This is where a lot of parents run into problems. If your child refuses to eat anything but a few of the same foods, getting them to try new eats (especially vegetables) is like pulling teeth. Switch up your approach to choosing new foods and focus on just getting your child to eat more foods rather than getting them to eat the “right” things.
For instance, start introducing foods that are close to what they’re already eating in color, texture, or taste. If your child has a sweet tooth for chocolate, dip a strawberry in chocolate to lure them toward fruit. Or, reintroduce foods that they used to eat. Just getting calories down the hatch is a win! Vegetables can come later.
Still having trouble luring your child to the table? Start with their favorite foods and then transition into others to start the munching off on the right foot. Or, use their favorite foods as motivation and reinforcement for trying new ones!
Remember when we said that some children have a phobia-like aversion to foods? Turn that phobia right around by making food playful. Introduce carrots into the mix by putting them onto your faces like whiskers and pretending you’re both rabbits—it’s perfect for distracting kids from the cold, wet texture.
When it comes to beating feeding disorders, creativity is the name of the game. Maintain their interest in the foods they already eat by cutting sandwiches into squares instead of the normal triangles or drawing fun chocolate syrup designs on their pancakes. If your child gets fixated on visuals when trying new foods, you may even want to repackage foods (like removing the cereal bag from the box) to avoid negative associations with certain brands or designs in the future.
Be creative to get children curious about new foods or to keep meal staples fresh. For example, see you then sandwiches instead squares instead of the normal triangles.
It’s tempting to sneak a spoonful in whenever you see an open mouth but forcing kids to eat is one of the fastest ways to make mealtime traumatic. Be supportive and let your child explore food at their own pace, such as putting food into their mouth and taking it out again (a form of oral desensitization).
Similarly, steer clear of the whole “you’re staying at the table until your plate is clean” thing. Trust us, it doesn’t work.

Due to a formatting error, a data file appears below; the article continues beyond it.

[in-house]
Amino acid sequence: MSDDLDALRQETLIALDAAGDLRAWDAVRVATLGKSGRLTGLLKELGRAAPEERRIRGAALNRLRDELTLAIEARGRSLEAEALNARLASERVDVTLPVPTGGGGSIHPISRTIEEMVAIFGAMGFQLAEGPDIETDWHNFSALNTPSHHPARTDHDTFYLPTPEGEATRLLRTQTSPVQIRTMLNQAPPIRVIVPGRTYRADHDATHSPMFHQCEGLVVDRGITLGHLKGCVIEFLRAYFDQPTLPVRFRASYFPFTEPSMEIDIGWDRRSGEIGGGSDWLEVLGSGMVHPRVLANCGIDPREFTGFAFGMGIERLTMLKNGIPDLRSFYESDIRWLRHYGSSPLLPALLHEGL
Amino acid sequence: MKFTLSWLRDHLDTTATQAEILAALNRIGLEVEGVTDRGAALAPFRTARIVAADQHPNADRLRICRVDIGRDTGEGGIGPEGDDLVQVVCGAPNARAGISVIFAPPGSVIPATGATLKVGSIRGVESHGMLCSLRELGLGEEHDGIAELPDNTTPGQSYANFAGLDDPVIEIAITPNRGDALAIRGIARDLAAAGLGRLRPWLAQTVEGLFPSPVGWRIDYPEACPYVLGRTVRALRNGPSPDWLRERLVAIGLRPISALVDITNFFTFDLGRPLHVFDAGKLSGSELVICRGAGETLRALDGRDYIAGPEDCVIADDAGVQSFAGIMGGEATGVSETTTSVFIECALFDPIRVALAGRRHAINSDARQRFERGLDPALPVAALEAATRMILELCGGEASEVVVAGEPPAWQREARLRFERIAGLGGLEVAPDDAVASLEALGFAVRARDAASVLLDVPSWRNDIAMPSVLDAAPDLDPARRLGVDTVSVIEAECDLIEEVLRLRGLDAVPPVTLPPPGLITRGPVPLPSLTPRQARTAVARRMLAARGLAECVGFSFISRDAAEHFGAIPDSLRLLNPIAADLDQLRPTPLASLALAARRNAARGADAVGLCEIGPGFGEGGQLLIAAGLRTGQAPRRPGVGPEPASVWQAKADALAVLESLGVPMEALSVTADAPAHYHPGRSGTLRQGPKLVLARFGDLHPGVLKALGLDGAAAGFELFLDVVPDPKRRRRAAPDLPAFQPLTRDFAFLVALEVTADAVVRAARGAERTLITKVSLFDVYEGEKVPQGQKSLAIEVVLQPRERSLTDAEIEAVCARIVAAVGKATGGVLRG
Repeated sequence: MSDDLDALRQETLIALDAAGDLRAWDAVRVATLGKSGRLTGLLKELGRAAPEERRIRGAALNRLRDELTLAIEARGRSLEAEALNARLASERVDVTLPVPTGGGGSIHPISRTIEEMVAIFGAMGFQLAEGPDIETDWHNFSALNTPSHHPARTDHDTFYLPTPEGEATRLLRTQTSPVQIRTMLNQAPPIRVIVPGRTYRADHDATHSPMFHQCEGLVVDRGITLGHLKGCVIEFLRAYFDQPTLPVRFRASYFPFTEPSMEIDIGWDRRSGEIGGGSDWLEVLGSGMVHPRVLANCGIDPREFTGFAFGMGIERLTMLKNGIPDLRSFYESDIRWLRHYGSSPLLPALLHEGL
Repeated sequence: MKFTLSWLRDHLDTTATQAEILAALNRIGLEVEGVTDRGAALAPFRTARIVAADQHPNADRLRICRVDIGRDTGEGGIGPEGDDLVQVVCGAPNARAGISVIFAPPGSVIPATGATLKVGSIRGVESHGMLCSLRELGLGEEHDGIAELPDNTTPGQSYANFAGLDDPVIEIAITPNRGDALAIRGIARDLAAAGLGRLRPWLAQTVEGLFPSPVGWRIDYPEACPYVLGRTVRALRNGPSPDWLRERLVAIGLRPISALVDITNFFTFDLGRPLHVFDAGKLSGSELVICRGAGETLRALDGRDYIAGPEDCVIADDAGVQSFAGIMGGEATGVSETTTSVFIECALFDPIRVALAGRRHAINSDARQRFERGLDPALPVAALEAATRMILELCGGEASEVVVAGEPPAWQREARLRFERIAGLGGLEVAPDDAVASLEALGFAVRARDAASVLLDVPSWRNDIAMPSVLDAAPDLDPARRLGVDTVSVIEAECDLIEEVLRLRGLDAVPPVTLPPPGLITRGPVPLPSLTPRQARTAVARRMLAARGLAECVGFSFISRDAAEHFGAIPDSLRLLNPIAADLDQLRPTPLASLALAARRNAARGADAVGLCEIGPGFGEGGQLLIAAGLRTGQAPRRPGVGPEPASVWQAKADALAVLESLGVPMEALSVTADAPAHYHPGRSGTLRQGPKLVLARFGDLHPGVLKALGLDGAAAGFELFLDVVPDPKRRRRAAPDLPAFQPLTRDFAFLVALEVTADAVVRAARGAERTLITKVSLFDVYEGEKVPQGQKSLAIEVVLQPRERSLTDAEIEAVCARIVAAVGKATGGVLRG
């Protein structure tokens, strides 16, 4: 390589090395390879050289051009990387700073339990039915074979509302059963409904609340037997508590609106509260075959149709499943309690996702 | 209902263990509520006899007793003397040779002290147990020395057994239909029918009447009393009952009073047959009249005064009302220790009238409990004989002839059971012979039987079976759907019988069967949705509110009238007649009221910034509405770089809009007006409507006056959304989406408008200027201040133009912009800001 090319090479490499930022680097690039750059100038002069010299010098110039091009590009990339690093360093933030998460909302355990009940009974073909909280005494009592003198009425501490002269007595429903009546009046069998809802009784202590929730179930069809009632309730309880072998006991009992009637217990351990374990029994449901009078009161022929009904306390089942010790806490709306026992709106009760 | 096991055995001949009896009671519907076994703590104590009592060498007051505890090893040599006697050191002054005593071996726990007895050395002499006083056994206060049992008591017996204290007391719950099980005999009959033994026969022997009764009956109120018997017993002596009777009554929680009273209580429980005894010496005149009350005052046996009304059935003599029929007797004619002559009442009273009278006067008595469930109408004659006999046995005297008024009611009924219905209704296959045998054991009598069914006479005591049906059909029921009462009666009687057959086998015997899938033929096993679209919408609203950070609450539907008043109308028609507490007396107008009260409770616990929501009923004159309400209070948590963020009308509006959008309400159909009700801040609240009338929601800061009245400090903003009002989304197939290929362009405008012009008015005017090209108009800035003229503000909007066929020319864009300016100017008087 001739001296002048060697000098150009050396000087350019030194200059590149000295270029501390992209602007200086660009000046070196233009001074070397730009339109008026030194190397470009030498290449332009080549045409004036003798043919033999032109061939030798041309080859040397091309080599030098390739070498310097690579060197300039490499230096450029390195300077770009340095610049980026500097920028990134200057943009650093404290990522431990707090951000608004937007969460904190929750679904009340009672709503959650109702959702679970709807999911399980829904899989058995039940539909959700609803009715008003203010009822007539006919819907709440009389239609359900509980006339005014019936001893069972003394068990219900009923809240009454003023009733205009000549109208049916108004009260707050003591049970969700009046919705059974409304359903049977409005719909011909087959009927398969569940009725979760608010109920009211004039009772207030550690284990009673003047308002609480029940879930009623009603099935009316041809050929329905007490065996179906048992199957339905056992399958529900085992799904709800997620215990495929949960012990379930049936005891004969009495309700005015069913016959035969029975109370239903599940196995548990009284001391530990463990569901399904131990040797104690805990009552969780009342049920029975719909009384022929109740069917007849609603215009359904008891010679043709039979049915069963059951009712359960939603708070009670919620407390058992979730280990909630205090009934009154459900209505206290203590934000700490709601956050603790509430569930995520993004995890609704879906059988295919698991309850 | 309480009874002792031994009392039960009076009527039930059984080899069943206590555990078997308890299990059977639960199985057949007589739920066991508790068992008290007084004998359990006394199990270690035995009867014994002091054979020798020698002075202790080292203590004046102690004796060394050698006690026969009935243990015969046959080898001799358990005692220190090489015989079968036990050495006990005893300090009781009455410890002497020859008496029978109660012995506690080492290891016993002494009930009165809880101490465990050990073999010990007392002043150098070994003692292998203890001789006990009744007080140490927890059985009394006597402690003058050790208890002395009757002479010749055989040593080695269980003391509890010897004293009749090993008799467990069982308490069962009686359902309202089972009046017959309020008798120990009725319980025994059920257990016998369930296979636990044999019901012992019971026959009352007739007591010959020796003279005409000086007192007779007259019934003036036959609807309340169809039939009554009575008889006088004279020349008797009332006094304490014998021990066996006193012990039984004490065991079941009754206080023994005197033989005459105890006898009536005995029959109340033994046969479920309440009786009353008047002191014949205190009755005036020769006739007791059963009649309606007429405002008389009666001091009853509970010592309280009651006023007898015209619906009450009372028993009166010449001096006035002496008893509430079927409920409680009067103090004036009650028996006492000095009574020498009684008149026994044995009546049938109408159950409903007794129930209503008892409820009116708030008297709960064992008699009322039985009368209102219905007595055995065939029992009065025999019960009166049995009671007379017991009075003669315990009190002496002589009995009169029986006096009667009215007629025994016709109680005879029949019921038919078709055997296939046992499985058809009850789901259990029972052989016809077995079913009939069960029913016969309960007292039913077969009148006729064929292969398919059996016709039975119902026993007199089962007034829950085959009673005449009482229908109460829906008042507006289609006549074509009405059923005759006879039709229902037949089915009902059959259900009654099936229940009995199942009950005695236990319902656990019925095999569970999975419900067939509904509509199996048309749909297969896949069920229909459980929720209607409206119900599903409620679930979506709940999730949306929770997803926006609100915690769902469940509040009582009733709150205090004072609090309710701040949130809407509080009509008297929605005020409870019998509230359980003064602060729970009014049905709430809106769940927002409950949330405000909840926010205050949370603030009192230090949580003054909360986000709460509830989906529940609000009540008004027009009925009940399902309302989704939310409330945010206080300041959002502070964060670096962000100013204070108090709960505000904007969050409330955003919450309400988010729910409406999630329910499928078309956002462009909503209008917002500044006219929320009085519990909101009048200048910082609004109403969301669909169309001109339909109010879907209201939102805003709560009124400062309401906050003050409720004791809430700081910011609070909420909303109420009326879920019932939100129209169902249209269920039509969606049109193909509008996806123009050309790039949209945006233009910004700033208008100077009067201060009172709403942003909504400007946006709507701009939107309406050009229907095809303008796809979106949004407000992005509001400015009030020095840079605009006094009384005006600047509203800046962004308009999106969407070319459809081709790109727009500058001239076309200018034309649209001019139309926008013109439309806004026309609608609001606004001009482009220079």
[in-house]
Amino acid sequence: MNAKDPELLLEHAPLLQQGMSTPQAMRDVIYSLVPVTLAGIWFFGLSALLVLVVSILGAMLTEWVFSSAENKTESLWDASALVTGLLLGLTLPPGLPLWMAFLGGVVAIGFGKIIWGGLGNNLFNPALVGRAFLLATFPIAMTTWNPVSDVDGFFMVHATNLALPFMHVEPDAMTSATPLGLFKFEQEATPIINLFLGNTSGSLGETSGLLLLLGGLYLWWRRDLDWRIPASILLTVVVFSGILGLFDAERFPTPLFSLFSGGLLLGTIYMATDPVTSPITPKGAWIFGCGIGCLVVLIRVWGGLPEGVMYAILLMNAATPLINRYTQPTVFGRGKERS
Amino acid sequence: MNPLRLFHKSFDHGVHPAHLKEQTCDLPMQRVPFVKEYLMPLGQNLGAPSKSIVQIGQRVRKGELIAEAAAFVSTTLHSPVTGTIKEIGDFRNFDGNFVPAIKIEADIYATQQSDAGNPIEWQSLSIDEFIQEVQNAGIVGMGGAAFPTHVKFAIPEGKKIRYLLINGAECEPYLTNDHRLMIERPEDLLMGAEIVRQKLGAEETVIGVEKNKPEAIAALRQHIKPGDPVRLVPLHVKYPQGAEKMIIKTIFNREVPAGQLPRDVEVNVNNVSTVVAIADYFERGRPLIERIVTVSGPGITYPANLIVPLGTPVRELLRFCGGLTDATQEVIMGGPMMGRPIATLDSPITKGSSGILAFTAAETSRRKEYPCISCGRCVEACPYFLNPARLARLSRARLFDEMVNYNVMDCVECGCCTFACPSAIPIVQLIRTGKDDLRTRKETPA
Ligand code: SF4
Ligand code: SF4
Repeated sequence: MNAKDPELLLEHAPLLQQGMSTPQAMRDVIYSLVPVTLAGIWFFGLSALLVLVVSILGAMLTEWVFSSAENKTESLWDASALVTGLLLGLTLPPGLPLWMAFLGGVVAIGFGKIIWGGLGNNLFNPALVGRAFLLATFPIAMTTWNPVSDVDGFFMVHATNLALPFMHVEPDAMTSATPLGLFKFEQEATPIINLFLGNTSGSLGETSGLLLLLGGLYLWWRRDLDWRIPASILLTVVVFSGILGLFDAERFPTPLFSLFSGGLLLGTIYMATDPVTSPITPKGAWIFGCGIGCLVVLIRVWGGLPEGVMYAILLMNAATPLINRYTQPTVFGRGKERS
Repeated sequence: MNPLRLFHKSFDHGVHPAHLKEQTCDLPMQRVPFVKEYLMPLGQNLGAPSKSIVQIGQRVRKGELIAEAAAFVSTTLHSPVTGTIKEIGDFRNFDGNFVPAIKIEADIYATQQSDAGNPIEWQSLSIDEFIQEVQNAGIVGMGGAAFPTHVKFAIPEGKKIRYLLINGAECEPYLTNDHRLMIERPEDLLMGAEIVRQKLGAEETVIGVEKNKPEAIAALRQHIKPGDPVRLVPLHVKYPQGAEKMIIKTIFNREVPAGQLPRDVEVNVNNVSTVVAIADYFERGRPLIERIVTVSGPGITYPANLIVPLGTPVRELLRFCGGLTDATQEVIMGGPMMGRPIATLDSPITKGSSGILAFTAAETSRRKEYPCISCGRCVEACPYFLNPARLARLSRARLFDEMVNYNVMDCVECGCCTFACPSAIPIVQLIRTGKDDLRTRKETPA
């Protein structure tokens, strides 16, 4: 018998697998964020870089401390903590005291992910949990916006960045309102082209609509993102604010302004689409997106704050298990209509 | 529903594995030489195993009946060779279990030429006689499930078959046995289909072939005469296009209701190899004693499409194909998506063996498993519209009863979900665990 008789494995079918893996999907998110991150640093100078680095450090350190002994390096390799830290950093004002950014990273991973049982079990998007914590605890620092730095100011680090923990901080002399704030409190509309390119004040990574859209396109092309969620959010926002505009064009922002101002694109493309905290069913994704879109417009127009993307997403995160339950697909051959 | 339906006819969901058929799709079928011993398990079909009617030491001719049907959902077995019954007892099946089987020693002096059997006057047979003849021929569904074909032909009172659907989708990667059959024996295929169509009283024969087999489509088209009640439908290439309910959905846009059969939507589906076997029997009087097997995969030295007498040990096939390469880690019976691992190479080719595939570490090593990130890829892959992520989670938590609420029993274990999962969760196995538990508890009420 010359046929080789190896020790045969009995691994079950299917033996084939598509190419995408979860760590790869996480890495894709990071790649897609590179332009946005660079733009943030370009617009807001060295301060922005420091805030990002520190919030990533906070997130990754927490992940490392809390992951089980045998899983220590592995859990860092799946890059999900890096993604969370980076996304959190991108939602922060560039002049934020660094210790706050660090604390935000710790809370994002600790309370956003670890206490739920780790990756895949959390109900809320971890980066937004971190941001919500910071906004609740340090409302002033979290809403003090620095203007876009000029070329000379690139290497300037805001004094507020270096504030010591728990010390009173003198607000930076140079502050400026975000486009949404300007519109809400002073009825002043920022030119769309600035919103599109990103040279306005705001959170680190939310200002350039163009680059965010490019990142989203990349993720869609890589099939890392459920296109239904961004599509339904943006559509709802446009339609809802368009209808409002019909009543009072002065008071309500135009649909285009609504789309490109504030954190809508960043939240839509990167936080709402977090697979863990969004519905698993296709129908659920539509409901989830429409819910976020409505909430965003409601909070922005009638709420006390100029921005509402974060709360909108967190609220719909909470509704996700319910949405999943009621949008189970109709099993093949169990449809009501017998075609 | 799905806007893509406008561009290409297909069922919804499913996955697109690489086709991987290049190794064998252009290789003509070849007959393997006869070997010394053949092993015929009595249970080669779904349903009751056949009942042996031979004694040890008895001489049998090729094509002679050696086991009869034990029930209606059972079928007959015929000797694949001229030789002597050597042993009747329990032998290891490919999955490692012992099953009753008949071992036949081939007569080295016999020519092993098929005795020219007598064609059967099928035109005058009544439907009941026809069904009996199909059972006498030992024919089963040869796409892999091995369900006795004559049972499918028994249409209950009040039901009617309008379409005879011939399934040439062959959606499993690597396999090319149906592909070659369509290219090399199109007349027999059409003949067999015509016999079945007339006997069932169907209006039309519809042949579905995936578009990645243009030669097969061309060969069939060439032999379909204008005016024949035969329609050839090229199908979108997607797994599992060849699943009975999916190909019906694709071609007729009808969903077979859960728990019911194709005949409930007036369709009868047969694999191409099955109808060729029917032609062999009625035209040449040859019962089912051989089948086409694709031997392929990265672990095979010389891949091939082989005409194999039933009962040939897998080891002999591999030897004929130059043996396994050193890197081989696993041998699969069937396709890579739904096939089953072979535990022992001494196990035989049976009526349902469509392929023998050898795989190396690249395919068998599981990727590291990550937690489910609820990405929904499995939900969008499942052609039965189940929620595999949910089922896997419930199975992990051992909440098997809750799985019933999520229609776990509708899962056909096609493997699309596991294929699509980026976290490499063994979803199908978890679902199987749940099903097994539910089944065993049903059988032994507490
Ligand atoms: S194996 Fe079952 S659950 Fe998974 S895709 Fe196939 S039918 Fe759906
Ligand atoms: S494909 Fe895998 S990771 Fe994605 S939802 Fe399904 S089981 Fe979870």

Boost the odds of eating success away from home by doing the legwork ahead of time. When sending lunch and snacks to school or daycare, open all packages and cut food into manageable pieces beforehand. Kids should be able to open, munch, and go!
Mealtimes longer than 30 minutes or an hour could indicate a problem, especially if you’re struggling to get your child to eat the entire time. Keep an eye on the clock and reach out to the professionals at MeBe if you think there’s an issue. Dinners longer than two hours are definitely a red flag.
Eating meals as a family can not only build healthy relationships around food, but also take the pressure off your child to perform at the table. Bonus points if siblings are there to model positive feeding behaviors.
In our experience, the longer you let bad habits linger, the harder they are to resolve. Check them early to give your child a healthy feeding foundation and adequate nutrition.
You may find that your child will only try one new food a month. That’s okay! Some kiddos respond quickly to feeding therapy while others take a bit longer. Be patient—building a nutritious, healthy relationship with food takes time.
When you need an extra hand, our compassionate and highly trained SLPs, OTs, and BCBAs are ready to jumpstart good habits and make food fun again for the whole family. We use a collaborative approach to feeding therapy, incorporating play-based, child-led, and sensory-focused strategies as well as ABA to customize a program for your child. Reach out to us today.
For more information on feeding disorders and tips for feeding therapy at home, check out the Feeding Therapy videos on the MeBe Family YouTube channel.